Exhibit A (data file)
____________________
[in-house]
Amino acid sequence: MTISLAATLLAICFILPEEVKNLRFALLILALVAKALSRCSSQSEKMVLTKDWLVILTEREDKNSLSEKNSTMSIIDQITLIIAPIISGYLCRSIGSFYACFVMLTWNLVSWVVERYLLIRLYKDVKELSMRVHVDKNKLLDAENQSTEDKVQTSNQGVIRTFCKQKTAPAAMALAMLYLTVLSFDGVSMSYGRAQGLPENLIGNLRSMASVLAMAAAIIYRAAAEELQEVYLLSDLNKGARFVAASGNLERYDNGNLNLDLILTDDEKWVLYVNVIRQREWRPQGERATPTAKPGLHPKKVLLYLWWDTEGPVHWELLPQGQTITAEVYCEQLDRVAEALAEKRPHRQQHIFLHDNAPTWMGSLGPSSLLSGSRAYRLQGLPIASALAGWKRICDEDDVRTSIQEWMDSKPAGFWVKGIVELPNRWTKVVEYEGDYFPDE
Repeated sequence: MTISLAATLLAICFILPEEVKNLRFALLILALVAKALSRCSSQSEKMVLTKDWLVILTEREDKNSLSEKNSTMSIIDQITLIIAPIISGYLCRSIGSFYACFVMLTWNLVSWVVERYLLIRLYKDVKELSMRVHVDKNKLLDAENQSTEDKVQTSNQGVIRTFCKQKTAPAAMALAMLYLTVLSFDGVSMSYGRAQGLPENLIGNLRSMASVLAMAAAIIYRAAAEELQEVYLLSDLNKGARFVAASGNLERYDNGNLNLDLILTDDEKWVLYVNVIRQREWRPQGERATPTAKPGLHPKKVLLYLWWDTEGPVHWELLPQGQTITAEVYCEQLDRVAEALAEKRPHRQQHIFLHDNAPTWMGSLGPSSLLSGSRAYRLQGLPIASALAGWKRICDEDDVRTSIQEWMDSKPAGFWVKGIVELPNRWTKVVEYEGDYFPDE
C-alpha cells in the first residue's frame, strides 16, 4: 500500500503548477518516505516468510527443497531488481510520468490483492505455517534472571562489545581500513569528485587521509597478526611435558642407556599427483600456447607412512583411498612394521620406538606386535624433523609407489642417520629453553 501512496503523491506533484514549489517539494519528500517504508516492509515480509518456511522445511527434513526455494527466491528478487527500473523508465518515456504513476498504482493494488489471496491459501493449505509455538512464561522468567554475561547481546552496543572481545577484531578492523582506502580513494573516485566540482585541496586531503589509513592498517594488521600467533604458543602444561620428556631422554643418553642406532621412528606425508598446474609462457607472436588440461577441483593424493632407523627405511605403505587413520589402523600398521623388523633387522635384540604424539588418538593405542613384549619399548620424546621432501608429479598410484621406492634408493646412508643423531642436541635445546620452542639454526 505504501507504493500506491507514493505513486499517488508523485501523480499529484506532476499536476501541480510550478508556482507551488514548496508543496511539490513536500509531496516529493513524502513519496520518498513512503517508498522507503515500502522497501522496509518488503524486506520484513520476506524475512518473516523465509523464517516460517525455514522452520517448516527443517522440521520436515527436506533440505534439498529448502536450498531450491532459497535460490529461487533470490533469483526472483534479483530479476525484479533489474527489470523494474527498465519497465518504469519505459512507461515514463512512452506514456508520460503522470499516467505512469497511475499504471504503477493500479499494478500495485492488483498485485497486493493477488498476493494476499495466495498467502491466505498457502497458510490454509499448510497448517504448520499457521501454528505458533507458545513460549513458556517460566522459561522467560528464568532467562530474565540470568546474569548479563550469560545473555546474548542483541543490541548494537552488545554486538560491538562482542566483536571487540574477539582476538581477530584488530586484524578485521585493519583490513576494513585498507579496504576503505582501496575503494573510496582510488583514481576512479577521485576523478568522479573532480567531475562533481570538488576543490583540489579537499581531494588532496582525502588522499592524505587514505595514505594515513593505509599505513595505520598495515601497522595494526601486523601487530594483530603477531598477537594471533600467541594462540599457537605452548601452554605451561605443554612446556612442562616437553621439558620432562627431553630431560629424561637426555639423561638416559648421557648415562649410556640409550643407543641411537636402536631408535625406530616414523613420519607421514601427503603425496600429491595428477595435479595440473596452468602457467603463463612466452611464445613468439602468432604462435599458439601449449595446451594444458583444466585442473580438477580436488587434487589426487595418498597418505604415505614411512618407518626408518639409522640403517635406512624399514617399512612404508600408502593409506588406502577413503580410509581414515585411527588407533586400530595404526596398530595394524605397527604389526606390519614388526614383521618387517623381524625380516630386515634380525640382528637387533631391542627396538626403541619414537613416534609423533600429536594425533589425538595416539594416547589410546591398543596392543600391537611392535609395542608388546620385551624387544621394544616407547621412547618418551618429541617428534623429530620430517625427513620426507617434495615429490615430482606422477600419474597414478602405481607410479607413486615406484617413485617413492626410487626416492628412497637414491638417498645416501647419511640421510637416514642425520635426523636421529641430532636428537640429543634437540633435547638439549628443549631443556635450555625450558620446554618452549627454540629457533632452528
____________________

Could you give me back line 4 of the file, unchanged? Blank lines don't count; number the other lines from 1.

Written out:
C-alpha cells in the first residue's frame, strides 16, 4: 500500500503548477518516505516468510527443497531488481510520468490483492505455517534472571562489545581500513569528485587521509597478526611435558642407556599427483600456447607412512583411498612394521620406538606386535624433523609407489642417520629453553 501512496503523491506533484514549489517539494519528500517504508516492509515480509518456511522445511527434513526455494527466491528478487527500473523508465518515456504513476498504482493494488489471496491459501493449505509455538512464561522468567554475561547481546552496543572481545577484531578492523582506502580513494573516485566540482585541496586531503589509513592498517594488521600467533604458543602444561620428556631422554643418553642406532621412528606425508598446474609462457607472436588440461577441483593424493632407523627405511605403505587413520589402523600398521623388523633387522635384540604424539588418538593405542613384549619399548620424546621432501608429479598410484621406492634408493646412508643423531642436541635445546620452542639454526 505504501507504493500506491507514493505513486499517488508523485501523480499529484506532476499536476501541480510550478508556482507551488514548496508543496511539490513536500509531496516529493513524502513519496520518498513512503517508498522507503515500502522497501522496509518488503524486506520484513520476506524475512518473516523465509523464517516460517525455514522452520517448516527443517522440521520436515527436506533440505534439498529448502536450498531450491532459497535460490529461487533470490533469483526472483534479483530479476525484479533489474527489470523494474527498465519497465518504469519505459512507461515514463512512452506514456508520460503522470499516467505512469497511475499504471504503477493500479499494478500495485492488483498485485497486493493477488498476493494476499495466495498467502491466505498457502497458510490454509499448510497448517504448520499457521501454528505458533507458545513460549513458556517460566522459561522467560528464568532467562530474565540470568546474569548479563550469560545473555546474548542483541543490541548494537552488545554486538560491538562482542566483536571487540574477539582476538581477530584488530586484524578485521585493519583490513576494513585498507579496504576503505582501496575503494573510496582510488583514481576512479577521485576523478568522479573532480567531475562533481570538488576543490583540489579537499581531494588532496582525502588522499592524505587514505595514505594515513593505509599505513595505520598495515601497522595494526601486523601487530594483530603477531598477537594471533600467541594462540599457537605452548601452554605451561605443554612446556612442562616437553621439558620432562627431553630431560629424561637426555639423561638416559648421557648415562649410556640409550643407543641411537636402536631408535625406530616414523613420519607421514601427503603425496600429491595428477595435479595440473596452468602457467603463463612466452611464445613468439602468432604462435599458439601449449595446451594444458583444466585442473580438477580436488587434487589426487595418498597418505604415505614411512618407518626408518639409522640403517635406512624399514617399512612404508600408502593409506588406502577413503580410509581414515585411527588407533586400530595404526596398530595394524605397527604389526606390519614388526614383521618387517623381524625380516630386515634380525640382528637387533631391542627396538626403541619414537613416534609423533600429536594425533589425538595416539594416547589410546591398543596392543600391537611392535609395542608388546620385551624387544621394544616407547621412547618418551618429541617428534623429530620430517625427513620426507617434495615429490615430482606422477600419474597414478602405481607410479607413486615406484617413485617413492626410487626416492628412497637414491638417498645416501647419511640421510637416514642425520635426523636421529641430532636428537640429543634437540633435547638439549628443549631443556635450555625450558620446554618452549627454540629457533632452528